So what about chaplaincy? Put simply, the pressure on clinical chaplaincy and chaplaincy training to demonstrate the value to the institution is likely to ramp up significantly as institutions delve into every corner of their operation to cut costs and increase value. Chaplaincy, along with all other programs and services that cannot show the data to demonstrate their value as defined above, will run an increasing risk of being deemed "excess cost". The good news is that many providers of all disciplines see opportunities in QPP for chaplaincy and social work to contribute value by documenting the cost saving of what we are often already doing in the service of certain quality metrics, and thus actually increase our footprint. In other words, inactivity on the value issue is a real threat, but proactivity can make this a significant opportunity.  

To learn more about this important topic, chaplains should listen to  the free webinar, Update on MACRA Quality Payment Program:  What Palliative Care Providers Should Do Now” sponsored by the National Coalition for Hospice and Palliative Care, the American Academy of Hospice and Palliative Medicine, the Center to Advance Palliative Care, the Hospice and Palliative Nurses Association, and Health Care Chaplaincy Network.   The webinar will be held on Tuesday, November 29 from 12:30 – 2:00 p.m. Eastern Time. Register for free at https://attendee.gotowebinar.com/register/9179586563428946948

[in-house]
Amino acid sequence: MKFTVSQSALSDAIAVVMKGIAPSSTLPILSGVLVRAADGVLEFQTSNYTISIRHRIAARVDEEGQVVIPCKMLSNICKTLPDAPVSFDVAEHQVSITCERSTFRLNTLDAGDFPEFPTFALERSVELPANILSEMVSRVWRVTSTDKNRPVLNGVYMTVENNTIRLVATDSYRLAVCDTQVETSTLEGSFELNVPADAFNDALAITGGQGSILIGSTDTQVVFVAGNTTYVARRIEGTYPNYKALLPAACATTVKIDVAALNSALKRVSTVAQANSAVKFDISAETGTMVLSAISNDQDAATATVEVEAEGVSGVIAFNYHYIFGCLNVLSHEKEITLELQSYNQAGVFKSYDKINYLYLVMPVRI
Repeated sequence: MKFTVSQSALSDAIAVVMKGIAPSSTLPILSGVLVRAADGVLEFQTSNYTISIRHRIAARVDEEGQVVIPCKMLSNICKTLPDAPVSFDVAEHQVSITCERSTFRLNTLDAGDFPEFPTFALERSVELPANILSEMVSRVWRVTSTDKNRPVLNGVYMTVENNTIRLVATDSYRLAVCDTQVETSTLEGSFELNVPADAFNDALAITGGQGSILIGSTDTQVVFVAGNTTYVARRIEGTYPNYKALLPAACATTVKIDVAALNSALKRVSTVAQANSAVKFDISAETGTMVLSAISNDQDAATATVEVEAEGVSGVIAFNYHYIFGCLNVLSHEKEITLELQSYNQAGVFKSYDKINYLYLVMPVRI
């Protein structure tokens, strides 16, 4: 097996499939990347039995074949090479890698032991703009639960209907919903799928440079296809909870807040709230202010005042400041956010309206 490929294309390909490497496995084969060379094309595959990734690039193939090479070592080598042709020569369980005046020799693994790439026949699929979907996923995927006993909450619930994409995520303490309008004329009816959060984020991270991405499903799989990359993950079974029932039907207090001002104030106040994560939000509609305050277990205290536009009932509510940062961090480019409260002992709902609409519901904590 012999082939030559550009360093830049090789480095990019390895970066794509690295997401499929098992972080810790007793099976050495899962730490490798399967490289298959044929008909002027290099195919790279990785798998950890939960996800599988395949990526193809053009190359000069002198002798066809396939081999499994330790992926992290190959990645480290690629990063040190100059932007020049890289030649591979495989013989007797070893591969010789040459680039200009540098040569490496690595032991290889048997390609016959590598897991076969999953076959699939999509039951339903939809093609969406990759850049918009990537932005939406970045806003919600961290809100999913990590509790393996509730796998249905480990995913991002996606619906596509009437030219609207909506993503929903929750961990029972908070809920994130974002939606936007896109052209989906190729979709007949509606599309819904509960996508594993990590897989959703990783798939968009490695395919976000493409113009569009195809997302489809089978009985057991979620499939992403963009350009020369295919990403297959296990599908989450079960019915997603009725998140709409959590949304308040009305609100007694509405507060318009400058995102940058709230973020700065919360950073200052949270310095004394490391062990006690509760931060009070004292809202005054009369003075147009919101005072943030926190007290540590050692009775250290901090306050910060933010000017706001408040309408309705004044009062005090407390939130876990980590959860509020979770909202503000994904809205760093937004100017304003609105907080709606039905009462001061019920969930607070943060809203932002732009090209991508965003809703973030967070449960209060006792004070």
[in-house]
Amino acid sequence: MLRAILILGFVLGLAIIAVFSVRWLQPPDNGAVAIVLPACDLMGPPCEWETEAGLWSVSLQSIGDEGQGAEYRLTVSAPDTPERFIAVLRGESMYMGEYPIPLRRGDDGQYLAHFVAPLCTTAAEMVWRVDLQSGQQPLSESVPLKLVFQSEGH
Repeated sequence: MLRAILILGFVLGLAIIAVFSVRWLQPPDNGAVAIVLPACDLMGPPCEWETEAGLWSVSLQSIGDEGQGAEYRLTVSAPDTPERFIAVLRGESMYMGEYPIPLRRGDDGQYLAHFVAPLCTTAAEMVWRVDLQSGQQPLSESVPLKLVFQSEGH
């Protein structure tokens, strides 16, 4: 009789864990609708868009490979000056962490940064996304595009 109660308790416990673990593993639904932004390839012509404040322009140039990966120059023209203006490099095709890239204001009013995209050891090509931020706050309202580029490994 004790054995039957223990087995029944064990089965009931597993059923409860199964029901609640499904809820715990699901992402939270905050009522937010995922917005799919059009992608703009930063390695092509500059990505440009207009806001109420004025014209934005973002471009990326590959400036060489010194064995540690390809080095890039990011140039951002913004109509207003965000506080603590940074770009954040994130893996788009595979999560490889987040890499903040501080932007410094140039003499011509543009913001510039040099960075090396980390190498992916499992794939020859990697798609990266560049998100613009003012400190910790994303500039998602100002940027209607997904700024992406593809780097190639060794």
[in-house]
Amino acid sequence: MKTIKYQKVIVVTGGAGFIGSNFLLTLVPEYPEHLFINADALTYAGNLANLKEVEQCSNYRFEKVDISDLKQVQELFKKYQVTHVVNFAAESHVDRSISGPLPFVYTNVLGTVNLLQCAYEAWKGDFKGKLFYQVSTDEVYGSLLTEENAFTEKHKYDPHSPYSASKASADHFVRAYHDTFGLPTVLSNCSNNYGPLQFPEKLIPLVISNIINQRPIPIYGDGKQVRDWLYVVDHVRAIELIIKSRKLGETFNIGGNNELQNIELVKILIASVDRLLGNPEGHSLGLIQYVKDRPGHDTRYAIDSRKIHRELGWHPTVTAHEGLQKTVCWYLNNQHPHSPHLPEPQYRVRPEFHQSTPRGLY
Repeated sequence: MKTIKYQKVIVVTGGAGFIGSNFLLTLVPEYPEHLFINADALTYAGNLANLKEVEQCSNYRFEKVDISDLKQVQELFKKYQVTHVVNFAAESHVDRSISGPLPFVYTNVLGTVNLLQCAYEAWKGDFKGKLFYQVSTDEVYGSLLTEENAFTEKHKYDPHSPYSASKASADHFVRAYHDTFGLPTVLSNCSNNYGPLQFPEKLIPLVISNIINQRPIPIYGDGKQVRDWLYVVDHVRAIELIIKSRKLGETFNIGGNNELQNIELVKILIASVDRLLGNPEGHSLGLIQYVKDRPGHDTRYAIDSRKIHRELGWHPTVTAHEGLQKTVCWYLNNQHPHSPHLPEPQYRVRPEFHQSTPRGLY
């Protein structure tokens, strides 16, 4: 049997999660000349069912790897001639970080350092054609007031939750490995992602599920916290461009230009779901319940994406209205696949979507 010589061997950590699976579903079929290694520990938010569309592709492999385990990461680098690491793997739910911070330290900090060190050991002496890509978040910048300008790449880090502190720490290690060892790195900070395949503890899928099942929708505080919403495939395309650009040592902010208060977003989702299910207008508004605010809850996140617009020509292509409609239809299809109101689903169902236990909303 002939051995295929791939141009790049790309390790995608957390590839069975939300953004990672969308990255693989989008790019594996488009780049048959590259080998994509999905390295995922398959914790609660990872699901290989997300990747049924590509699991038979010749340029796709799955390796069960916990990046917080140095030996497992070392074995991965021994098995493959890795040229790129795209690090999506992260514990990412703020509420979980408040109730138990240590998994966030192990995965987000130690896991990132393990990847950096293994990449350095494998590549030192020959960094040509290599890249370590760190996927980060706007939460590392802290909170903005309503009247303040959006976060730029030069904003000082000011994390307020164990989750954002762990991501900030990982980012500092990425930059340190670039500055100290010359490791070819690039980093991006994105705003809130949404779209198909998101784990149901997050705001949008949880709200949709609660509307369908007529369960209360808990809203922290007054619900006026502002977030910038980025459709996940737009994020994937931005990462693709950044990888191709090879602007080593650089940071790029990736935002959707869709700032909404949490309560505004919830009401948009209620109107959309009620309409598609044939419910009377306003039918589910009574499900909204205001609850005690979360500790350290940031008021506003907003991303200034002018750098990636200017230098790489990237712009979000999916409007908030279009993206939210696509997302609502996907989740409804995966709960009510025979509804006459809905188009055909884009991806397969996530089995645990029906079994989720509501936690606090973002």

So how does chaplaincy demonstrate its value? One course that is out of the question now is trying to get chaplaincy directly reimbursed for any service. Even in the current administration and certainly in the next any attempt to increase classes of providers or newly billable services will be seen as adding costs when all efforts are on reducing costs. Further, as we know, health care is increasingly a team game funded by bundled payments that are headed lower if anything.  In a team game, demonstrating the contribution of any single player becomes difficult.

However, there is a way. The paradigm is in research such as that done by Tracy Balboni and her team that has demonstrated that meeting spiritual needs at the end of life, which is what patients want, also reduces the use of aggressive care such as ICU stays and thus reduces costs. The next step is to demonstrate that this effect is larger and may be delivered more reliably when the team has a certified chaplain on board to lead the effort.

So what should chaplains be doing now?

Listen to the webinar on the 29th.

If you don't know already, educate yourself about how quality programs work. At least learn the language so you can participate in the conversation. Many institutions offer introductory courses for employees for free.

Get involved in the discussions in your institutions about what quality metrics your institution is going to report in the QPP. Many will need to start reporting in 2017. A good number of the options could be advanced by chaplain participation.

Investigate what quality initiatives are ongoing or anticipated in your institution and be creative and proactive in making the case for how what the chaplains do contributes to these. When those initiatives succeed, patients will likely be better served and the role for spiritual care will be enhanced. 

I firmly believe that, if we are aggressive and strategic, we can not only negotiate this new health care environment without serious damage, but we can  genuinely emerge with spiritual care and chaplaincy more firmly integrated than ever before into health care. I strongly believe we can do it without selling the soul of our profession and compromising our historic relationship to patients in the process.  However, there is no time to lose.